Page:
Marag b'djeej: Baghdadi Jewish chicken casserole
Their food is like Iraqi-Jewish food - but spicier. With the Baghdadi Jews of Calcutta numbering a mere 35 souls, their recipes are all that remains of a once-flourishing community. Chef Dennis Wasko continues his cookery series for the Jerusalem Post:
The first Jews arrived in Calcutta sometime in the late 18th century. This group was comprised of Baghdadi Jews who came from Iraq, as well as Syrian and Persian Jews. All of these Jewish settlers were fleeing from Islamic persecution in their native lands. The Jewish refugees who were forced out of their homes found welcoming safety in Calcutta. By 1800, the Jews had established a vibrant community and thrived as diamond merchants, real estate brokers, exporters, spice traders, and bakers. The first generations of Jews in Calcutta spoke Judeo-Arabic, but by the 1890’s, English was the language of choice.
The Jewish communities of India achieved their maximum population and wealth under British rule, and the small community of Calcutta continued to prosper and trade amongst all the major cities of the Far East and the rest of the world. The native Indian population was very tolerant and the Jewish community was allowed to live in peace and security. The community reached its peak population of about 5,000 during World War II when its numbers were swelled by Jewish refugees fleeing the Japanese in Burma. The community formed a solid minority, and their wedding parties and religious feasts were legendary in the raucous, bustling city. The community rarely faced discrimination as they were too small to bother with. The Hindu and Muslim communities were too busy fighting each other, and Indian Caste conflict also deflected attention from the Jews.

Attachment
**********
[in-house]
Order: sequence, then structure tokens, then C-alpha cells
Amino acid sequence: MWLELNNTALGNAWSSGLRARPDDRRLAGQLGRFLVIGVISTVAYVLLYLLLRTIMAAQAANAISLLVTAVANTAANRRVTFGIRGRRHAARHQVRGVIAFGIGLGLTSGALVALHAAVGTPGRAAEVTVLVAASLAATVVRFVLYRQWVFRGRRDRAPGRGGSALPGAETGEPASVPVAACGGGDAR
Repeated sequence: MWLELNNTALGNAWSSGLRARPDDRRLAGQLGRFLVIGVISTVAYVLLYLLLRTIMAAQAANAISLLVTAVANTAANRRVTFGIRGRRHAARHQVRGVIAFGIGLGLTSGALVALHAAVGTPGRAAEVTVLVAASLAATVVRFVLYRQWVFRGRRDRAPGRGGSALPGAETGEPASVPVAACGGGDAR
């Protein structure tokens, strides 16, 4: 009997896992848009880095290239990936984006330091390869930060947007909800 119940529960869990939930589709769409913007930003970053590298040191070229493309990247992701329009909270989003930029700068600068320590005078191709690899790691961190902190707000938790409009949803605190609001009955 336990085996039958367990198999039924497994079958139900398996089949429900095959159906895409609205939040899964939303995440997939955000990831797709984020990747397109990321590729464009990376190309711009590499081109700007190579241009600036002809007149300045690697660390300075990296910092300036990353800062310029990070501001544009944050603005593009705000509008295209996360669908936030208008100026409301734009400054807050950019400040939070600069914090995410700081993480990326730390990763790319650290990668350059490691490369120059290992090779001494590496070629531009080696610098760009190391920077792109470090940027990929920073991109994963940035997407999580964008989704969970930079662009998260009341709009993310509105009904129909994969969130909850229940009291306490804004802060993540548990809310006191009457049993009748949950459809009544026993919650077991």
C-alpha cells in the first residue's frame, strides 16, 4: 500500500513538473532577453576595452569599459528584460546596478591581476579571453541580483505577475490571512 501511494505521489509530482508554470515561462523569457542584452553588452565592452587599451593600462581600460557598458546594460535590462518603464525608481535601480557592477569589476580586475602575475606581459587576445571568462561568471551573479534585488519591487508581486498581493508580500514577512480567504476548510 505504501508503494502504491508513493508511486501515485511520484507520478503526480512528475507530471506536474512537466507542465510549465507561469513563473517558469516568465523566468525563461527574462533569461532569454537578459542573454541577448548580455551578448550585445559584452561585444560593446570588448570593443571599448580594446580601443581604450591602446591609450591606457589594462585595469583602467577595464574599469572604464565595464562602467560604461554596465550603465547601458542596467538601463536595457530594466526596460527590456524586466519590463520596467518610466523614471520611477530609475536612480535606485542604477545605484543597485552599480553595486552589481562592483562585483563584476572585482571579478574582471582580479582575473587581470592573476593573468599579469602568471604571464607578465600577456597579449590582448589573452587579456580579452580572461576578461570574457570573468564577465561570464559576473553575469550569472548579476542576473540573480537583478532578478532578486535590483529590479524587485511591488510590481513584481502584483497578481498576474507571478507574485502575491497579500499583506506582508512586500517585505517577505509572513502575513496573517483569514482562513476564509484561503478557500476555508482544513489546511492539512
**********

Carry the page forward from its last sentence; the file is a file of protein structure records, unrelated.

The golden age ended in 1947 with the birth of Indian independence. The native Indian population associated the Jews with the British and Anti-Semitic attacks* began. The founding of the State of Israel in 1948 also had a negative impact on the Jews of Calcutta. Anti-Jewish and Anti-Israel sentiments ran high and many Jews left Calcutta and immigrated to Israel, England, and the United States.
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* As pointed out in the comments below, Jews were not specifically targeted for attack, but could find themselves caught up in inter-communal or anti-British rioting. It was this fear of being squeezed between two hostile communities that most contributed to the Jewish exodus - ed